When these sensors go off, the robot makes a large loop and recleans the area before moving on to the next.
The Roomba i7 Improves on the Sensors
The i7, as previously stated, uses the iAdapt 3.0 technology. This version uses the same sensors as the 690, plus the camera from the iAdapt 2.0 version.
The drop sensors haven’t really changed much. They have been adjusted slightly to help prevent false alerts from dark colored flooring. However, if you have high contrast flooring (meaning white and black tile, or a light floor with a dark rug or carpet), the sensors can still treat the dark colored floor as a drop-off and avoid the area.
This has improved somewhat, but it still happens.
The bump sensors are also about the same. Their upgrades are in the bump sensor bar instead of in the infrared sensors. This improvement allows the robots to know better if the object is passable. Things on the floor like a shoe can now be pushed out of the way instead of avoided.
Once again, though, it isn’t perfect. Your i7 may well, in fact, come in contact with a shoe and go around it, or it might push it aside and clean where it was. A lot will depend on the size and weight of the shoe, but I wouldn’t count on it being perfect. Plus, you should pick up your crap off the floor anyway.
The one major upgrade comes in the dirt detection sensors. While the robot will still detect areas that remain dirty, instead of just circling around and cleaning them again, the robot will now make a note of the area on its internal map.
If the robot detects these areas as constantly needing a do-over, the area will be stored in the permanent map as a high traffic area. Once this happens, the i7 will concentrate more in these specific areas.
When they set out to complete a cleaning cycle, the i7 will head to these areas and do a slower, deeper clean each time without having to be told to do so.
The newer feature that the 690 doesn’t have is the camera. The camera is technically a navigation sensor that snaps pictures of the area as it moves through the home. By doing so, it builds a map of the home which allows the robot to know where it has been and where it has left to go.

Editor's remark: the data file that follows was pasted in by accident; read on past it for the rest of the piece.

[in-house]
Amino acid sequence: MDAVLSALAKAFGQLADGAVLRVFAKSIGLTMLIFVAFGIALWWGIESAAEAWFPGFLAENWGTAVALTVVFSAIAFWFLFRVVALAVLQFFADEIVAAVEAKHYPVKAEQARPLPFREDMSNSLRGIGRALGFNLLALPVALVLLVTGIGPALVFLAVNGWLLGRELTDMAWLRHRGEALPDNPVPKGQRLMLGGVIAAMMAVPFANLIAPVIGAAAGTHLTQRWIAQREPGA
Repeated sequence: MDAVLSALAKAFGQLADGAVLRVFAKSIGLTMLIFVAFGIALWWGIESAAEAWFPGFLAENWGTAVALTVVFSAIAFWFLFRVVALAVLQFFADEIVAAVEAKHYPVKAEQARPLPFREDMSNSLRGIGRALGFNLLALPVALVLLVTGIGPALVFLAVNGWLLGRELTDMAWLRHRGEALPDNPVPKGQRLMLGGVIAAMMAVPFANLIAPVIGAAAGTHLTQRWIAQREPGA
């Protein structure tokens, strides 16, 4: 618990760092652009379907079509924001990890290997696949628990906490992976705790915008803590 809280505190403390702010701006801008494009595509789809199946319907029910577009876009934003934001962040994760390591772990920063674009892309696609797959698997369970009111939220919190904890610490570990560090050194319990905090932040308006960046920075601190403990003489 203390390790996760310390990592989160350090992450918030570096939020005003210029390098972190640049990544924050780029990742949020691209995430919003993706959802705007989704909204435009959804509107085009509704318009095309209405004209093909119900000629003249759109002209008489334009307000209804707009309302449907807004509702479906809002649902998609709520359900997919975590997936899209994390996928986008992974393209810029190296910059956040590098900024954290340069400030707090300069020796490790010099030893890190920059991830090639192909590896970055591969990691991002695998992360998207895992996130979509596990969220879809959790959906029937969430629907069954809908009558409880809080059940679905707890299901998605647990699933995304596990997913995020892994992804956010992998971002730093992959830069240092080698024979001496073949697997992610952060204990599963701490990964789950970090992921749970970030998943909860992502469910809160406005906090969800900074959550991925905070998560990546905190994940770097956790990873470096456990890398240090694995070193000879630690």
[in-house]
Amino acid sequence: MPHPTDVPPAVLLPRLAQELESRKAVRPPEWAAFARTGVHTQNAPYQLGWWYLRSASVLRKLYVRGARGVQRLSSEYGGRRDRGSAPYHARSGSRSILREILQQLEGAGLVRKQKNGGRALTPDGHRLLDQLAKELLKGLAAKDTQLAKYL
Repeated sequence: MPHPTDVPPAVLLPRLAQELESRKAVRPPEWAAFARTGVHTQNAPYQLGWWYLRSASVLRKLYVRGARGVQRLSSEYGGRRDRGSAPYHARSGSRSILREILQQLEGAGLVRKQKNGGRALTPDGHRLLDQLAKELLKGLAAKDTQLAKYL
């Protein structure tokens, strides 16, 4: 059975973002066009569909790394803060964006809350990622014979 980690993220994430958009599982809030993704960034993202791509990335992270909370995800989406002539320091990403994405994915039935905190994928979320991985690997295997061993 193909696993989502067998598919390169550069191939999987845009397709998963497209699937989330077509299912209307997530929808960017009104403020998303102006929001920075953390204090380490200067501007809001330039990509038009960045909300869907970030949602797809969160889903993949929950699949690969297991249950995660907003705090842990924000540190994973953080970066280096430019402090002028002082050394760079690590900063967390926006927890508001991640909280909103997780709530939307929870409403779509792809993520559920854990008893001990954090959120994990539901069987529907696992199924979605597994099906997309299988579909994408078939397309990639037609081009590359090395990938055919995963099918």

The maps also work in conjunction with the mobile app (which I will cover in a minute) and the new 3.0 technology. The new form of the iAdapt software allows the robot not only to store the map of your home’s floor plan, but it can store up to 10 such maps in its memory.
Further, whenever you start a cleaning cycle, the robot will know which map to use, and will navigate the home using the appropriate map. Even if you move furniture around, the robot will still know which map it needs to use.
The cleaning, then, is more human-like, with the robot performing a detailed clean in parallel lines, instead of a sporadic back-and-forth method like the 690. Using iAdapt 3.0 is more efficient, allowing for a better clean and longer battery life.
Bottom Line: The Roomba i7 wins again. Better technology and the ability to have actual maps of the floor plan layouts is an easy win.
The Controls Are Similar but not Quite the Same
Controlling your robot is made easier with options. Both the Roomba 690 and the i7 give you three control options: Local, mobile app and voice.
The local controls for both devices are identical in that there are only three buttons. Their layout on the robot is different, but the buttons are the same.
You will notice the large Clean button in the center. This button will wake the robot on the first press and send it off to clean the home on the second. There isn’t anything fancy about it. You press it and the robot goes off to clean, using the automatic (default) cleaning mode.
On the 690 the ring around the Clean button is actually 2 separate, smaller buttons. The top one is the Spot Clean button. On the Roomba i7, this button is to the left of the Clean button.
They both do the same thing: you can place the robot in a specific area, press this button and the robot will spiral around the area (out to about three feet) doing a slow, deep clean of the area you have placed it on.
The third button is the Home button. On the 690, this is the bottom half of the ring. On the i7 it is to the right of the Clean button. Pressing this button will send the robot back to the charging station, canceling the cleaning cycle and forcing the robot to go back and recharge its battery.
You should note that before you can press the Home button, you must first pause the cleaning by pressing the Clean button.